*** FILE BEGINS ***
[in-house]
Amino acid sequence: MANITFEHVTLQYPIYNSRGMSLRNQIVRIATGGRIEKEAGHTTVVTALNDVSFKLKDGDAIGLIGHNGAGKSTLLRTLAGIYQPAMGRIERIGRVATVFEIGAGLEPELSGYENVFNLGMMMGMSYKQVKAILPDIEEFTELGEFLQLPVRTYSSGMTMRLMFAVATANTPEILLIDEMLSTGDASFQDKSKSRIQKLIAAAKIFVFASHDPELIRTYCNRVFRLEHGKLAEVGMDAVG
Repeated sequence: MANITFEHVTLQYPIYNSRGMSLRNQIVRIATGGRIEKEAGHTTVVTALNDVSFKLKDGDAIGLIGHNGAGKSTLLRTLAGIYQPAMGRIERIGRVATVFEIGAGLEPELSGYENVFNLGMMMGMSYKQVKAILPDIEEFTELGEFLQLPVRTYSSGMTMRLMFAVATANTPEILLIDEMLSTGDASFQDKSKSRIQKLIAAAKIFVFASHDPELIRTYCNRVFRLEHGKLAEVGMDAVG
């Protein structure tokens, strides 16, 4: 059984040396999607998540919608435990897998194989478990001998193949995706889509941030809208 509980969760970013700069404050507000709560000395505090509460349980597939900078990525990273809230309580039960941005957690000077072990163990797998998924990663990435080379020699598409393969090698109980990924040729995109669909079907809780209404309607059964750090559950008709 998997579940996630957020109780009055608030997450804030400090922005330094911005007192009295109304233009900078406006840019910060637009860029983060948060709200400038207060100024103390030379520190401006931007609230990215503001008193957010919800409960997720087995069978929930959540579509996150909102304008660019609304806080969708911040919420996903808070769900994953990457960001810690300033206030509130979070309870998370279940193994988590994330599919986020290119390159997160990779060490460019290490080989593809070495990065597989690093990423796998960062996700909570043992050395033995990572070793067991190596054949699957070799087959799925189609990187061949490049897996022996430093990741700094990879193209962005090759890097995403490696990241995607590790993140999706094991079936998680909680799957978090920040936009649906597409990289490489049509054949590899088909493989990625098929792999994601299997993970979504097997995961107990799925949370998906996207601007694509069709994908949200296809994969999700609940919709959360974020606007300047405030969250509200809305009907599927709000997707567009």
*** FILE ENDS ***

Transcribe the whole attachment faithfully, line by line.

[in-house]
Amino acid sequence: MANITFEHVTLQYPIYNSRGMSLRNQIVRIATGGRIEKEAGHTTVVTALNDVSFKLKDGDAIGLIGHNGAGKSTLLRTLAGIYQPAMGRIERIGRVATVFEIGAGLEPELSGYENVFNLGMMMGMSYKQVKAILPDIEEFTELGEFLQLPVRTYSSGMTMRLMFAVATANTPEILLIDEMLSTGDASFQDKSKSRIQKLIAAAKIFVFASHDPELIRTYCNRVFRLEHGKLAEVGMDAVG
Repeated sequence: MANITFEHVTLQYPIYNSRGMSLRNQIVRIATGGRIEKEAGHTTVVTALNDVSFKLKDGDAIGLIGHNGAGKSTLLRTLAGIYQPAMGRIERIGRVATVFEIGAGLEPELSGYENVFNLGMMMGMSYKQVKAILPDIEEFTELGEFLQLPVRTYSSGMTMRLMFAVATANTPEILLIDEMLSTGDASFQDKSKSRIQKLIAAAKIFVFASHDPELIRTYCNRVFRLEHGKLAEVGMDAVG
């Protein structure tokens, strides 16, 4: 059984040396999607998540919608435990897998194989478990001998193949995706889509941030809208 509980969760970013700069404050507000709560000395505090509460349980597939900078990525990273809230309580039960941005957690000077072990163990797998998924990663990435080379020699598409393969090698109980990924040729995109669909079907809780209404309607059964750090559950008709 998997579940996630957020109780009055608030997450804030400090922005330094911005007192009295109304233009900078406006840019910060637009860029983060948060709200400038207060100024103390030379520190401006931007609230990215503001008193957010919800409960997720087995069978929930959540579509996150909102304008660019609304806080969708911040919420996903808070769900994953990457960001810690300033206030509130979070309870998370279940193994988590994330599919986020290119390159997160990779060490460019290490080989593809070495990065597989690093990423796998960062996700909570043992050395033995990572070793067991190596054949699957070799087959799925189609990187061949490049897996022996430093990741700094990879193209962005090759890097995403490696990241995607590790993140999706094991079936998680909680799957978090920040936009649906597409990289490489049509054949590899088909493989990625098929792999994601299997993970979504097997995961107990799925949370998906996207601007694509069709994908949200296809994969999700609940919709959360974020606007300047405030969250509200809305009907599927709000997707567009």